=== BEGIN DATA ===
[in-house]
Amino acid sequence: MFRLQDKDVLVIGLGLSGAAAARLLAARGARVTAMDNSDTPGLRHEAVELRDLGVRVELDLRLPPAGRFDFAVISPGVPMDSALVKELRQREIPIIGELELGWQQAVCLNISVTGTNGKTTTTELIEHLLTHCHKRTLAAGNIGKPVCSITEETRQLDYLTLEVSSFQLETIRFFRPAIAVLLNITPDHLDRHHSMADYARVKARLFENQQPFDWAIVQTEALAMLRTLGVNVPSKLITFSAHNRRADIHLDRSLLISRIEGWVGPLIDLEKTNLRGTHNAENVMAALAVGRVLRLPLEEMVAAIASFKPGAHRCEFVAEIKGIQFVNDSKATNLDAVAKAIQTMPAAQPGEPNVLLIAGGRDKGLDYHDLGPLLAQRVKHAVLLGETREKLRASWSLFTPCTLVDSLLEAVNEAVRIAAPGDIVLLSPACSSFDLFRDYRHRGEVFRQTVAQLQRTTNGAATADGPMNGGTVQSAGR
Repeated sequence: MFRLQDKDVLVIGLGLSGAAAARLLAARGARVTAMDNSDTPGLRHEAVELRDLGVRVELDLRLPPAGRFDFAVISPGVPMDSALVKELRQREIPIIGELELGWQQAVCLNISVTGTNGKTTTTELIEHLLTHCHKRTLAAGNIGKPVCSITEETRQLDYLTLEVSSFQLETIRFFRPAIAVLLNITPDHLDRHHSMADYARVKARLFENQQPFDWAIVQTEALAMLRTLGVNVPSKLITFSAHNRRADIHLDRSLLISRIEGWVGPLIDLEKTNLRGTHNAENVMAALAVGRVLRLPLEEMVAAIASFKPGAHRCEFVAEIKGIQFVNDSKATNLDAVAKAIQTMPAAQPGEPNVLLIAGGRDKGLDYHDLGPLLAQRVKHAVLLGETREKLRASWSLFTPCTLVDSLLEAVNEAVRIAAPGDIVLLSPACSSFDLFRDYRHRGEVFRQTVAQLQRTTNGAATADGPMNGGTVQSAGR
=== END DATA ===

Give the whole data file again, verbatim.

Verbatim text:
[in-house]
Amino acid sequence: MFRLQDKDVLVIGLGLSGAAAARLLAARGARVTAMDNSDTPGLRHEAVELRDLGVRVELDLRLPPAGRFDFAVISPGVPMDSALVKELRQREIPIIGELELGWQQAVCLNISVTGTNGKTTTTELIEHLLTHCHKRTLAAGNIGKPVCSITEETRQLDYLTLEVSSFQLETIRFFRPAIAVLLNITPDHLDRHHSMADYARVKARLFENQQPFDWAIVQTEALAMLRTLGVNVPSKLITFSAHNRRADIHLDRSLLISRIEGWVGPLIDLEKTNLRGTHNAENVMAALAVGRVLRLPLEEMVAAIASFKPGAHRCEFVAEIKGIQFVNDSKATNLDAVAKAIQTMPAAQPGEPNVLLIAGGRDKGLDYHDLGPLLAQRVKHAVLLGETREKLRASWSLFTPCTLVDSLLEAVNEAVRIAAPGDIVLLSPACSSFDLFRDYRHRGEVFRQTVAQLQRTTNGAATADGPMNGGTVQSAGR
Repeated sequence: MFRLQDKDVLVIGLGLSGAAAARLLAARGARVTAMDNSDTPGLRHEAVELRDLGVRVELDLRLPPAGRFDFAVISPGVPMDSALVKELRQREIPIIGELELGWQQAVCLNISVTGTNGKTTTTELIEHLLTHCHKRTLAAGNIGKPVCSITEETRQLDYLTLEVSSFQLETIRFFRPAIAVLLNITPDHLDRHHSMADYARVKARLFENQQPFDWAIVQTEALAMLRTLGVNVPSKLITFSAHNRRADIHLDRSLLISRIEGWVGPLIDLEKTNLRGTHNAENVMAALAVGRVLRLPLEEMVAAIASFKPGAHRCEFVAEIKGIQFVNDSKATNLDAVAKAIQTMPAAQPGEPNVLLIAGGRDKGLDYHDLGPLLAQRVKHAVLLGETREKLRASWSLFTPCTLVDSLLEAVNEAVRIAAPGDIVLLSPACSSFDLFRDYRHRGEVFRQTVAQLQRTTNGAATADGPMNGGTVQSAGR